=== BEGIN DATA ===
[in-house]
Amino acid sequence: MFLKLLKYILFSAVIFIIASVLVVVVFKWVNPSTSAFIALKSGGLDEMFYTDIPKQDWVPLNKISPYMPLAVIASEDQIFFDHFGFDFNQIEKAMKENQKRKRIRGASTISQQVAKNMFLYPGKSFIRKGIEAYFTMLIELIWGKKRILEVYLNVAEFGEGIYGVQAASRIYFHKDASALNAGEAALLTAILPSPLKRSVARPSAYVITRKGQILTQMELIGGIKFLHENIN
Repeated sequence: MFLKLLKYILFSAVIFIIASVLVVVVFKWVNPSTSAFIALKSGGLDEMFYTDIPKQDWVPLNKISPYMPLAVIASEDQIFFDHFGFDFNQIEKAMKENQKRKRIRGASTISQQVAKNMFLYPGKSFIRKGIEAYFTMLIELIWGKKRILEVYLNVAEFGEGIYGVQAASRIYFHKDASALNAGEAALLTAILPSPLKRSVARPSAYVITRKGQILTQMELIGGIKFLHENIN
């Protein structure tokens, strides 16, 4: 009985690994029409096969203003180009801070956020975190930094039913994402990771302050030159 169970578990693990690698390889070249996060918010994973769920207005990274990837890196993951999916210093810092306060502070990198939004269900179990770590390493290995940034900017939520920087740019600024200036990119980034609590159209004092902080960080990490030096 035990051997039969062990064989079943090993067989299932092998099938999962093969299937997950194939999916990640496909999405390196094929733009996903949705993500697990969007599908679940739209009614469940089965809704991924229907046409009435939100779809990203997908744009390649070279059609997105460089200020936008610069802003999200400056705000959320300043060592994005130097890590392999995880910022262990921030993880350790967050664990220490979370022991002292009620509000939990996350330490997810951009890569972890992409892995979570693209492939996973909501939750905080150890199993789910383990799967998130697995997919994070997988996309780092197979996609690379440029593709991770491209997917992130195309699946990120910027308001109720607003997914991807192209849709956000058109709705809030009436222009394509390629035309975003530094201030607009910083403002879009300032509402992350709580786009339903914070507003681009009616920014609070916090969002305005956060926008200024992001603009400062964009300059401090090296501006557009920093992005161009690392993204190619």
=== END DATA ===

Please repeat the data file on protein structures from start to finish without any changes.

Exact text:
[in-house]
Amino acid sequence: MFLKLLKYILFSAVIFIIASVLVVVVFKWVNPSTSAFIALKSGGLDEMFYTDIPKQDWVPLNKISPYMPLAVIASEDQIFFDHFGFDFNQIEKAMKENQKRKRIRGASTISQQVAKNMFLYPGKSFIRKGIEAYFTMLIELIWGKKRILEVYLNVAEFGEGIYGVQAASRIYFHKDASALNAGEAALLTAILPSPLKRSVARPSAYVITRKGQILTQMELIGGIKFLHENIN
Repeated sequence: MFLKLLKYILFSAVIFIIASVLVVVVFKWVNPSTSAFIALKSGGLDEMFYTDIPKQDWVPLNKISPYMPLAVIASEDQIFFDHFGFDFNQIEKAMKENQKRKRIRGASTISQQVAKNMFLYPGKSFIRKGIEAYFTMLIELIWGKKRILEVYLNVAEFGEGIYGVQAASRIYFHKDASALNAGEAALLTAILPSPLKRSVARPSAYVITRKGQILTQMELIGGIKFLHENIN
């Protein structure tokens, strides 16, 4: 009985690994029409096969203003180009801070956020975190930094039913994402990771302050030159 169970578990693990690698390889070249996060918010994973769920207005990274990837890196993951999916210093810092306060502070990198939004269900179990770590390493290995940034900017939520920087740019600024200036990119980034609590159209004092902080960080990490030096 035990051997039969062990064989079943090993067989299932092998099938999962093969299937997950194939999916990640496909999405390196094929733009996903949705993500697990969007599908679940739209009614469940089965809704991924229907046409009435939100779809990203997908744009390649070279059609997105460089200020936008610069802003999200400056705000959320300043060592994005130097890590392999995880910022262990921030993880350790967050664990220490979370022991002292009620509000939990996350330490997810951009890569972890992409892995979570693209492939996973909501939750905080150890199993789910383990799967998130697995997919994070997988996309780092197979996609690379440029593709991770491209997917992130195309699946990120910027308001109720607003997914991807192209849709956000058109709705809030009436222009394509390629035309975003530094201030607009910083403002879009300032509402992350709580786009339903914070507003681009009616920014609070916090969002305005956060926008200024992001603009400062964009300059401090090296501006557009920093992005161009690392993204190619």